Poverty in China

by cesarandy1 on November 12, 2014 - 10:00pm

In China’s Economic Review’s article “Poverty in China: Smaller, but tougher” written on October 24,2014, the article starts by stating that just recently it was reported by Xinhua that from 1978-2010 660 million people have been lifted out of poverty, while only 80 million remain impoverished. Ulrich Schmitt, the World Bank’s program leader for sustainability and resilience, states that ever since the revision of the standard of living in late 2011, Beijing has added over 128 million people to the population of China’s officially recognized poor. Schmitt then adds that the struggles that the bank stated that China faced in 2009 are still prevalent today such as poverty becoming dispersed and economic growth not being as effective in reducing poverty. He states that even though China does have a decade-long anti-poverty plan, a lot of people from the countryside still have an uncertain future. Schmitt then says how a lot of these statistic are incorrect because of how much “income is generated in urban and coastal areas and then sent back to members who remain in an area officially classified as poor may not be captured by current collection methods”, as well as migration of workers from provinces and counties. The article then explains how a lot of these people living in urban areas are not comfortable with moving to rural areas in order to get out of poverty. During the 2008 financial crisis, many of these rural Chinese who were laid off moved back to their plots in their countryside when work was scarce. This was the reason why poverty is not as visible even though it created a lot of unrest for the Chinese. The article then proposes that a better solution would be to de-collectivize the land which would help for an easier integration for many of these people into cities. The article states that professional cooperatives could free farmers from their land while also allowing them to enjoy the profit that they get out of their land. Then the article says that they would need some sort of social security to be available for them even though at this point it’s difficult because current policies encourage the most prosperous cities incentive to close their doors once their population has reached a certain size. Is the anti-poverty policy from the Chinese government adopted in 2011 ethical when forcing urbanization? Is it ever ethical for a government to impose policies unto a population for the better good?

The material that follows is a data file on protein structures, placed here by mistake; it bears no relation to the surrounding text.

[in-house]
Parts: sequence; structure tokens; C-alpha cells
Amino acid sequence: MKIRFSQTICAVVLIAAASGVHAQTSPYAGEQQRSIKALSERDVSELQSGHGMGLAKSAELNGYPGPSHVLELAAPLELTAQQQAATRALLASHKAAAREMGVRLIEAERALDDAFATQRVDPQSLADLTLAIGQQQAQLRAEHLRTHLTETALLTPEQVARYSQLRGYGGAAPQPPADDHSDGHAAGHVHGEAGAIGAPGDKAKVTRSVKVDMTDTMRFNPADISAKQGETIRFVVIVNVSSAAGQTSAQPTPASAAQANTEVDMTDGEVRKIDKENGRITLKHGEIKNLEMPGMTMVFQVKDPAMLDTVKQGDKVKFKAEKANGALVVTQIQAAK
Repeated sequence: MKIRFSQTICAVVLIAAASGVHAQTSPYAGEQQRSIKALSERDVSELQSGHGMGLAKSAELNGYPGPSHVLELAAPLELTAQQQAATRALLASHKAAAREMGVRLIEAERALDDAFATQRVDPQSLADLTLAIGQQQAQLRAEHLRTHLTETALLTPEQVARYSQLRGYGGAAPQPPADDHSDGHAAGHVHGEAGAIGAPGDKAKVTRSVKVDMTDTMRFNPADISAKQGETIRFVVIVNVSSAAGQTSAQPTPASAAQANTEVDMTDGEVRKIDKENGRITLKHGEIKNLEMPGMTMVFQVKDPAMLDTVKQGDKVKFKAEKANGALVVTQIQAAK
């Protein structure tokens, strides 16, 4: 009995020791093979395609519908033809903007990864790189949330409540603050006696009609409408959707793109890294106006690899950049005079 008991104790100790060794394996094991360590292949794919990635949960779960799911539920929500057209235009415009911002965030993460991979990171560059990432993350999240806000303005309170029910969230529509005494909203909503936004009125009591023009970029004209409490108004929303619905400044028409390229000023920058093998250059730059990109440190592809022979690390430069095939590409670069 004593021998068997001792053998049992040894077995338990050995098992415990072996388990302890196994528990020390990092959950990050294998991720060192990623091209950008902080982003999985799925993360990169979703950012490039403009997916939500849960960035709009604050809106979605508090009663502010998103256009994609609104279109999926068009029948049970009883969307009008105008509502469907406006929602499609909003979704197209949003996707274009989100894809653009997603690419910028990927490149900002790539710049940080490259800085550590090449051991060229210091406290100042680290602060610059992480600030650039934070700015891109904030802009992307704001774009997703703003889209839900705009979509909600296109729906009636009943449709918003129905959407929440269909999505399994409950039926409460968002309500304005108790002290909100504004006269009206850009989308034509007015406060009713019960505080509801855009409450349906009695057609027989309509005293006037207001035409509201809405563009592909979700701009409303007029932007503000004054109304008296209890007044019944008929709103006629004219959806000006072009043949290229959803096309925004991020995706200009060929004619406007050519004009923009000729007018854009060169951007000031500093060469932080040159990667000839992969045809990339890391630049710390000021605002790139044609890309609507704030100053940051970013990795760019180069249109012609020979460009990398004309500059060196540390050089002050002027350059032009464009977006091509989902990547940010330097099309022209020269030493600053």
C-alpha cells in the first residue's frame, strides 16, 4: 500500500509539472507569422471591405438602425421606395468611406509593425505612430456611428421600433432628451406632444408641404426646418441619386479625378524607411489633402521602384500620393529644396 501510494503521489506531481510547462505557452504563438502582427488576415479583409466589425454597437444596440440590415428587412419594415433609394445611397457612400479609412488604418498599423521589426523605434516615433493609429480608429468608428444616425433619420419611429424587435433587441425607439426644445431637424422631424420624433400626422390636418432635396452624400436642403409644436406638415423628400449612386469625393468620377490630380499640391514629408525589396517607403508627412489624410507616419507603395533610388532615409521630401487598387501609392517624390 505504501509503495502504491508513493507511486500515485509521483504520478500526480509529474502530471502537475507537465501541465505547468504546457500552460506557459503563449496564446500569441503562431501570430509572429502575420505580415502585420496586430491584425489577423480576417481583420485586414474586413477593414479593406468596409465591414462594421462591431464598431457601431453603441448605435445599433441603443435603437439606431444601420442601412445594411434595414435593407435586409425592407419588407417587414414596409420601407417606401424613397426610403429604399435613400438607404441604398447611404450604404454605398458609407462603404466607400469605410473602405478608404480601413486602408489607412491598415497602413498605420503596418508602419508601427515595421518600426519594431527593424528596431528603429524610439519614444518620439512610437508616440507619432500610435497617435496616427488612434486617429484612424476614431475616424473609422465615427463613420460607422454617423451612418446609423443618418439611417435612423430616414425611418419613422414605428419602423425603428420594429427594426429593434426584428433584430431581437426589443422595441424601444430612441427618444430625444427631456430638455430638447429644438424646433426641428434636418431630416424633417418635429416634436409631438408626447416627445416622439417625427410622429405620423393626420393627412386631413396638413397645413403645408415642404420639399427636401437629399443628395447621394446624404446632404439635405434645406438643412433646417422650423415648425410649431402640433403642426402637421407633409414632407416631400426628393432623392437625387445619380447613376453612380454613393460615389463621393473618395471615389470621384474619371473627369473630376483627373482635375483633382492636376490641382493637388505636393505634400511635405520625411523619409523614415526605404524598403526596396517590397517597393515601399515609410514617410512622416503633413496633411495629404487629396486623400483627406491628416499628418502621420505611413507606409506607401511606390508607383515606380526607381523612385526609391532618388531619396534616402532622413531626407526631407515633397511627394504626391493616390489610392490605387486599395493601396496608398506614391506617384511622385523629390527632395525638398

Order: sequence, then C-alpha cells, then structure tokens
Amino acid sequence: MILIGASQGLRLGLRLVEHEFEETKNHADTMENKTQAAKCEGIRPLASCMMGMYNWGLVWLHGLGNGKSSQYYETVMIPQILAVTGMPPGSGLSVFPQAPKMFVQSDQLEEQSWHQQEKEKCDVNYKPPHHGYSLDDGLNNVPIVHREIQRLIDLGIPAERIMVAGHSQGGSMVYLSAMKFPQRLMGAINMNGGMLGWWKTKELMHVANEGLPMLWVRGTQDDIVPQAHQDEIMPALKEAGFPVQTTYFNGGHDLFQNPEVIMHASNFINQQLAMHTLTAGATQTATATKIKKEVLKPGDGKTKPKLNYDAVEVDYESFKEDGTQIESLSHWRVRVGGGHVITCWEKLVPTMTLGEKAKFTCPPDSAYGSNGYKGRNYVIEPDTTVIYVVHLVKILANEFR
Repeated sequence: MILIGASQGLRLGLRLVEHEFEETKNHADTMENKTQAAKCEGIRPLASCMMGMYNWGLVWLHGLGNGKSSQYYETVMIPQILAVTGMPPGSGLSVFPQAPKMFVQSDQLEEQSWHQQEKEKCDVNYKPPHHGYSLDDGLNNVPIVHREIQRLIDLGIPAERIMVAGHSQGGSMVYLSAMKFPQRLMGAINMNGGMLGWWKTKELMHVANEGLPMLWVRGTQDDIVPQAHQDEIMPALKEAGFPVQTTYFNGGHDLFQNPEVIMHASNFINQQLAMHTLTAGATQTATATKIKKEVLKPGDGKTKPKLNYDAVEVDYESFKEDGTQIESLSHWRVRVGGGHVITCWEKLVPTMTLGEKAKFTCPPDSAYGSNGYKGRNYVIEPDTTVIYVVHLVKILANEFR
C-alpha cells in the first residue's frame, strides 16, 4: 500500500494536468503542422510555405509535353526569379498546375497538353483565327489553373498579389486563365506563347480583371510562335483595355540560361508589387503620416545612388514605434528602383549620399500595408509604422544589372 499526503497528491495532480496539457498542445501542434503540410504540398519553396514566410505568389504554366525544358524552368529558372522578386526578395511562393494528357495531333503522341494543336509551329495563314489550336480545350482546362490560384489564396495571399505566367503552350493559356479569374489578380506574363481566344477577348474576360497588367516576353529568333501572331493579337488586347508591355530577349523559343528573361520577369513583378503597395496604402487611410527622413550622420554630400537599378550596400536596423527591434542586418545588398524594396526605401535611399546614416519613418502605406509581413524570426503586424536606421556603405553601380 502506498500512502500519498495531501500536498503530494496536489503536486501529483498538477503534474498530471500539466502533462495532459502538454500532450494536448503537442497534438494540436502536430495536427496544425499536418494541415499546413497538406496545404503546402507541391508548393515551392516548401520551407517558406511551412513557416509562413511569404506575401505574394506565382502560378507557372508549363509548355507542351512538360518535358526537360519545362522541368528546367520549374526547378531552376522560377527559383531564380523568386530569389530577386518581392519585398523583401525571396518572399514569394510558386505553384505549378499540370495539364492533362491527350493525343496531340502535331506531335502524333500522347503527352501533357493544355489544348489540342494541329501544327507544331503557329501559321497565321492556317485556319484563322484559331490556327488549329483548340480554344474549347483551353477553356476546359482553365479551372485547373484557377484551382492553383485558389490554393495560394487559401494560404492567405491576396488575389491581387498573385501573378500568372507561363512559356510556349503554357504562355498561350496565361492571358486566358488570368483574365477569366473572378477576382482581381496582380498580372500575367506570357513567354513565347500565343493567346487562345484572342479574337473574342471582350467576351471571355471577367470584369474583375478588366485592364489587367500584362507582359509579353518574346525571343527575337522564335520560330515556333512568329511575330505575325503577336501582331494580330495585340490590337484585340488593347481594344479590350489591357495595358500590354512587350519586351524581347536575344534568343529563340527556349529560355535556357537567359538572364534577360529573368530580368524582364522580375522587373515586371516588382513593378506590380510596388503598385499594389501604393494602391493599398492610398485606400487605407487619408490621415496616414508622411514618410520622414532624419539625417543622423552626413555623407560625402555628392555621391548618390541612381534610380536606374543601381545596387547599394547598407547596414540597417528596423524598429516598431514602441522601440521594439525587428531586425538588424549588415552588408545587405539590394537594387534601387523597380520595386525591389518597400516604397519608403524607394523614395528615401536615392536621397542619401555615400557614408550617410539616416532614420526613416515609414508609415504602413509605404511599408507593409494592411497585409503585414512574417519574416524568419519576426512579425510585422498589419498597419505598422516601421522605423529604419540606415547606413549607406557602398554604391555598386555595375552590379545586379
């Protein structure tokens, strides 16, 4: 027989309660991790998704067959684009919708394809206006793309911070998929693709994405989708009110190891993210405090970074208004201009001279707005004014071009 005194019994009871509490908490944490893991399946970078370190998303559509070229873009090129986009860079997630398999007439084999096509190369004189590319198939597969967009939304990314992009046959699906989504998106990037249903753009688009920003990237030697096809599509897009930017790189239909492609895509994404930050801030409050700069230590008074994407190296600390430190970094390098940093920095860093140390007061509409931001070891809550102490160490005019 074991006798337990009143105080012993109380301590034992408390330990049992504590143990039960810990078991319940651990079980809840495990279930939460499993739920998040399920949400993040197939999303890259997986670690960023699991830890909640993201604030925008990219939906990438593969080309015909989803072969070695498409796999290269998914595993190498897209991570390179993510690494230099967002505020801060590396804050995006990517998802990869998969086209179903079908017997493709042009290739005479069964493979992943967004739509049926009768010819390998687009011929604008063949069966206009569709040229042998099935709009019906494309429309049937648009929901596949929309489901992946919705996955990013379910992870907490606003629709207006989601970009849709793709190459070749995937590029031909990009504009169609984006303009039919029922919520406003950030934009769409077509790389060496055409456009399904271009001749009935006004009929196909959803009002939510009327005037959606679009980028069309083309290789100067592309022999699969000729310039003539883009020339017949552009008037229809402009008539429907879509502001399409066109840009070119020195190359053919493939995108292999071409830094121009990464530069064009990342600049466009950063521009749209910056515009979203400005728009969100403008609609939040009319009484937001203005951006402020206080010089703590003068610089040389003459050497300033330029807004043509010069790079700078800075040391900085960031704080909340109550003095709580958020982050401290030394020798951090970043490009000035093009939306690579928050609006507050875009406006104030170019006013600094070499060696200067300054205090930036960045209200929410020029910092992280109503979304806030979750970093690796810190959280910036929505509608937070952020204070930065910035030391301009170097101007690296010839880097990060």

I would like to start off by saying that your post is well written as it sends the right message. It is true that poverty in China is an issue that is often forgotten about. However, as you said, imposing policies on people to resolve it does raise certain ethical questions. To learn more about this troubling issue on a larger scale, I suggest consulting either of the following links:

< http://www.who.int/macrohealth/action/CMH_China.pdf>
Also, I would like to mention that the source you chose for your post is, in my opinion, reliable. It is taken from journal that specifically charts China’s economic development. Also, there are numerous sources cited throughout the article to either support statements or provide additional information.